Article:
While the First Guards were thus fighting in Bavaria as Englishmen should, a combined battalion, formed from its home battalion and the Coldstream Regiment, saw a great deal of service in Spain and Portugal. It took part in the defence of Gibraltar, 1705, was with Peterborough at the celebrated capture of Barcelona, and was involved in the lamentable defeat at Almanza. In Flanders the First Guards took part in the forcing French lines in 1705, and in the following year were present at the crowning victory of Ramillies, whereby almost the whole of Spanish Flanders was cleared of the French. They fought too at Oudenarde; carried all before them, with the other troops of Orkney's division, to which they belonged, at Malplaquet,. In all of these battles of Marlborough, and in the numerous sieges in which they were engaged, the First Guards gave new proof of the steadfast courage and military dash. Instances of individual military gallantry in their ranks were many. Thus the late General Sir F W Hamilton, whose "History of the Grenadier Guards" stands well above the level of the bulk of regimental chronicles, records the bravery of 5 grenadiers of the First Guards on an occasion when it was required to cut a drawbridge, during the siege of Lille by Prince Eugene, the regiment being with the covering forces. He says "these men, amongst whom was one of the name William Lettler, volunteered to make the attempt; and in swimming across the ditch to execute their task, under a galling fire from the ramparts, 3 of his comrades were killed; Lettler succeeded in the attempt, survived, and for his gallant action was promoted to an ensigncy in his own regiment; he rose in the same corps to be captain and lieutenant-colonel of a company of grenadiers, to whom he had shown such a brilliant example of cool determination and courage, and died in the regiment in 1742, honoured and respected by all his brother officers."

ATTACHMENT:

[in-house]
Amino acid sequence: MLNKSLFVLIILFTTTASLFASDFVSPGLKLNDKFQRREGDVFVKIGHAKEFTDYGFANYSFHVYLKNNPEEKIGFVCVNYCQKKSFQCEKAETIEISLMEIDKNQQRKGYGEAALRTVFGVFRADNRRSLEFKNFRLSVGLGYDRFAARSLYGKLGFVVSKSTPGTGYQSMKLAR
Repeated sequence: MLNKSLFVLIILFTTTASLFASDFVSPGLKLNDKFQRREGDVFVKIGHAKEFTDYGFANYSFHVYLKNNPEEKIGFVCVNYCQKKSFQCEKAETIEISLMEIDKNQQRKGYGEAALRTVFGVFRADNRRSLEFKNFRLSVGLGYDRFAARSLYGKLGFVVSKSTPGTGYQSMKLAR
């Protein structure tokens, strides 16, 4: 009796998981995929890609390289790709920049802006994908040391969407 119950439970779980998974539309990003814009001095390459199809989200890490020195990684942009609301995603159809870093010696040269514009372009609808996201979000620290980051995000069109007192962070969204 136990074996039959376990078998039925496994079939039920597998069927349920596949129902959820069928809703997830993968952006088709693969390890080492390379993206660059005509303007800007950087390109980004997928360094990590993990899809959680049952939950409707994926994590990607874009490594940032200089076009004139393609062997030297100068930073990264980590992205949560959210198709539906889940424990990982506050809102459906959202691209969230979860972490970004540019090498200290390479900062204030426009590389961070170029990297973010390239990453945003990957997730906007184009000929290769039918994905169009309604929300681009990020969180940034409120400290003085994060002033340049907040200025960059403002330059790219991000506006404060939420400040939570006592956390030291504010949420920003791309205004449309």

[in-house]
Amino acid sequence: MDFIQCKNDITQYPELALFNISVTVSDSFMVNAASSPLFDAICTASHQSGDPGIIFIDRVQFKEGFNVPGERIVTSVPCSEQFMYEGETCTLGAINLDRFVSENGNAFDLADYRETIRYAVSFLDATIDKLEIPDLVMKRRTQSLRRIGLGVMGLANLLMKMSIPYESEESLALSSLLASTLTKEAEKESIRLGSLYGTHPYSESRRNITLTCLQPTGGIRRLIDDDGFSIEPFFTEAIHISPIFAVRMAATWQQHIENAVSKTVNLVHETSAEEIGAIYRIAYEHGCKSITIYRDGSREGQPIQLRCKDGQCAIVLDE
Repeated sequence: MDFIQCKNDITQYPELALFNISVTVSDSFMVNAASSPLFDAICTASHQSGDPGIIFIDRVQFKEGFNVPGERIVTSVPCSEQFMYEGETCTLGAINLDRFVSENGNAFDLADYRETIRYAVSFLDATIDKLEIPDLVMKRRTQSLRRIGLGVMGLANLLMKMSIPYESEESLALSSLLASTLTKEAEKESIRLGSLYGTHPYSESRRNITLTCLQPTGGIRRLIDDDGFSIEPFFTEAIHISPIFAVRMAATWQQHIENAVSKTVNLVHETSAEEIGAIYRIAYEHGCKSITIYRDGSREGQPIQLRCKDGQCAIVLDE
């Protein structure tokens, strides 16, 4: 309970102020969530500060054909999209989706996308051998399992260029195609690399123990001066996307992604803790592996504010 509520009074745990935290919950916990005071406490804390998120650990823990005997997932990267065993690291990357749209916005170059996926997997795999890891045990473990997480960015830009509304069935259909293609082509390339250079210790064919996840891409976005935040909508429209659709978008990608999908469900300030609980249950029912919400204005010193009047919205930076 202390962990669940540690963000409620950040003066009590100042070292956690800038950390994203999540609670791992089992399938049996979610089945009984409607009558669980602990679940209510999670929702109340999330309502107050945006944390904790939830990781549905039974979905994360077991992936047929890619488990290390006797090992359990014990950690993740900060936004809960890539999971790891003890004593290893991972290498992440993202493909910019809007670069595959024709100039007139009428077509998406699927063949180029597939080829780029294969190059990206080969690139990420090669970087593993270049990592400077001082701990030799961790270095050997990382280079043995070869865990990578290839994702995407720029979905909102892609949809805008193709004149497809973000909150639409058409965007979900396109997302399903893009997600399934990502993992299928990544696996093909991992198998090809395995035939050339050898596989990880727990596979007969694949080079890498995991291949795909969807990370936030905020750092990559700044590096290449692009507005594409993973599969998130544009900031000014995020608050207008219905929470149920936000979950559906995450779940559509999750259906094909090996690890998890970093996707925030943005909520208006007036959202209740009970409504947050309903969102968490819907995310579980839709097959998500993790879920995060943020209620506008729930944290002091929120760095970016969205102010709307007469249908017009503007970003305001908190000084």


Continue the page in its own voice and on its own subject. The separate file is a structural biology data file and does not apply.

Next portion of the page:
The First Guards took part in another expedition to Vigo in 1719, and were despatched to Gibraltar in 1727, to defend the rock against the fruitless attempt the Spaniards then made to retake it.